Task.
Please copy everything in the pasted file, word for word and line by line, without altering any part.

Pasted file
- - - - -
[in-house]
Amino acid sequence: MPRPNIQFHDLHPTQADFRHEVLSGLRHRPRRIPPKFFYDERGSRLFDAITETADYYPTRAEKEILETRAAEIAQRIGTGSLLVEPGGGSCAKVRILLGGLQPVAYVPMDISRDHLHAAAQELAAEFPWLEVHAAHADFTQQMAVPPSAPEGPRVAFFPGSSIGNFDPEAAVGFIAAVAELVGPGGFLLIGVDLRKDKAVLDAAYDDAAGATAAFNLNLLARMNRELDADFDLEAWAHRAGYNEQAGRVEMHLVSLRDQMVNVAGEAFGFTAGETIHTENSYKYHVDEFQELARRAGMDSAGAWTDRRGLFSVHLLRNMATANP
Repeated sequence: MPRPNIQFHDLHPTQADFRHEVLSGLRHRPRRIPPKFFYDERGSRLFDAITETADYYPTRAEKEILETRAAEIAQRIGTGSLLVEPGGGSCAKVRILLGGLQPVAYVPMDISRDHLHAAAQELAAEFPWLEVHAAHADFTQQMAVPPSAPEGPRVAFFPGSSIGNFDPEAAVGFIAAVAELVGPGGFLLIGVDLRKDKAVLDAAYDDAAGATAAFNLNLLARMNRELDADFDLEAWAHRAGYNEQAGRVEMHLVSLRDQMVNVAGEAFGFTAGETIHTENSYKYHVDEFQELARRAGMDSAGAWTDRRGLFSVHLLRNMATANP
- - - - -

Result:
[in-house]
Amino acid sequence: MPRPNIQFHDLHPTQADFRHEVLSGLRHRPRRIPPKFFYDERGSRLFDAITETADYYPTRAEKEILETRAAEIAQRIGTGSLLVEPGGGSCAKVRILLGGLQPVAYVPMDISRDHLHAAAQELAAEFPWLEVHAAHADFTQQMAVPPSAPEGPRVAFFPGSSIGNFDPEAAVGFIAAVAELVGPGGFLLIGVDLRKDKAVLDAAYDDAAGATAAFNLNLLARMNRELDADFDLEAWAHRAGYNEQAGRVEMHLVSLRDQMVNVAGEAFGFTAGETIHTENSYKYHVDEFQELARRAGMDSAGAWTDRRGLFSVHLLRNMATANP
Repeated sequence: MPRPNIQFHDLHPTQADFRHEVLSGLRHRPRRIPPKFFYDERGSRLFDAITETADYYPTRAEKEILETRAAEIAQRIGTGSLLVEPGGGSCAKVRILLGGLQPVAYVPMDISRDHLHAAAQELAAEFPWLEVHAAHADFTQQMAVPPSAPEGPRVAFFPGSSIGNFDPEAAVGFIAAVAELVGPGGFLLIGVDLRKDKAVLDAAYDDAAGATAAFNLNLLARMNRELDADFDLEAWAHRAGYNEQAGRVEMHLVSLRDQMVNVAGEAFGFTAGETIHTENSYKYHVDEFQELARRAGMDSAGAWTDRRGLFSVHLLRNMATANP